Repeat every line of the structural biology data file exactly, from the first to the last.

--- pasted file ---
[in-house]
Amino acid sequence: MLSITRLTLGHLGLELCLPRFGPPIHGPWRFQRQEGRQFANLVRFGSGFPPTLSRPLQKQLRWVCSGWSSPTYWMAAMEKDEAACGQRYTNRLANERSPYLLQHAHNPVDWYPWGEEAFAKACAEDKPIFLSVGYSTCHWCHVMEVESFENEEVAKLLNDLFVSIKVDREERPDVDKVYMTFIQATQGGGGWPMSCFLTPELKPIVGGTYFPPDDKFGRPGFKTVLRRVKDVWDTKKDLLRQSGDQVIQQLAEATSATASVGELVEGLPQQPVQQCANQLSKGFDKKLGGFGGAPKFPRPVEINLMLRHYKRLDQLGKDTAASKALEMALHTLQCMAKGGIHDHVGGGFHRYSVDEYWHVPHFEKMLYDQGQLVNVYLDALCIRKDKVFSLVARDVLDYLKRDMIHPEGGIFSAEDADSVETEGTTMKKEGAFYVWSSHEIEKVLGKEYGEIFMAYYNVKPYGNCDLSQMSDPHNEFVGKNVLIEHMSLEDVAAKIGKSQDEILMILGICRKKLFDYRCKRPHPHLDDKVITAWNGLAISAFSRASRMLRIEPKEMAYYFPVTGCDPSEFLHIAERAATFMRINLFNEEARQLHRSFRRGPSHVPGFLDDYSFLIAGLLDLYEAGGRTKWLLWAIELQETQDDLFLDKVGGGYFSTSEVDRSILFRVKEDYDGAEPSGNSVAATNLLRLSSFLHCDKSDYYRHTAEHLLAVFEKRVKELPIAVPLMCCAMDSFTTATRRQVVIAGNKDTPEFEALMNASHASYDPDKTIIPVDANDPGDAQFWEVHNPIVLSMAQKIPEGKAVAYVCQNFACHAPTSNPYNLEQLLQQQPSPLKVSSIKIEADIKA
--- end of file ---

[in-house]
Amino acid sequence: MLSITRLTLGHLGLELCLPRFGPPIHGPWRFQRQEGRQFANLVRFGSGFPPTLSRPLQKQLRWVCSGWSSPTYWMAAMEKDEAACGQRYTNRLANERSPYLLQHAHNPVDWYPWGEEAFAKACAEDKPIFLSVGYSTCHWCHVMEVESFENEEVAKLLNDLFVSIKVDREERPDVDKVYMTFIQATQGGGGWPMSCFLTPELKPIVGGTYFPPDDKFGRPGFKTVLRRVKDVWDTKKDLLRQSGDQVIQQLAEATSATASVGELVEGLPQQPVQQCANQLSKGFDKKLGGFGGAPKFPRPVEINLMLRHYKRLDQLGKDTAASKALEMALHTLQCMAKGGIHDHVGGGFHRYSVDEYWHVPHFEKMLYDQGQLVNVYLDALCIRKDKVFSLVARDVLDYLKRDMIHPEGGIFSAEDADSVETEGTTMKKEGAFYVWSSHEIEKVLGKEYGEIFMAYYNVKPYGNCDLSQMSDPHNEFVGKNVLIEHMSLEDVAAKIGKSQDEILMILGICRKKLFDYRCKRPHPHLDDKVITAWNGLAISAFSRASRMLRIEPKEMAYYFPVTGCDPSEFLHIAERAATFMRINLFNEEARQLHRSFRRGPSHVPGFLDDYSFLIAGLLDLYEAGGRTKWLLWAIELQETQDDLFLDKVGGGYFSTSEVDRSILFRVKEDYDGAEPSGNSVAATNLLRLSSFLHCDKSDYYRHTAEHLLAVFEKRVKELPIAVPLMCCAMDSFTTATRRQVVIAGNKDTPEFEALMNASHASYDPDKTIIPVDANDPGDAQFWEVHNPIVLSMAQKIPEGKAVAYVCQNFACHAPTSNPYNLEQLLQQQPSPLKVSSIKIEADIKA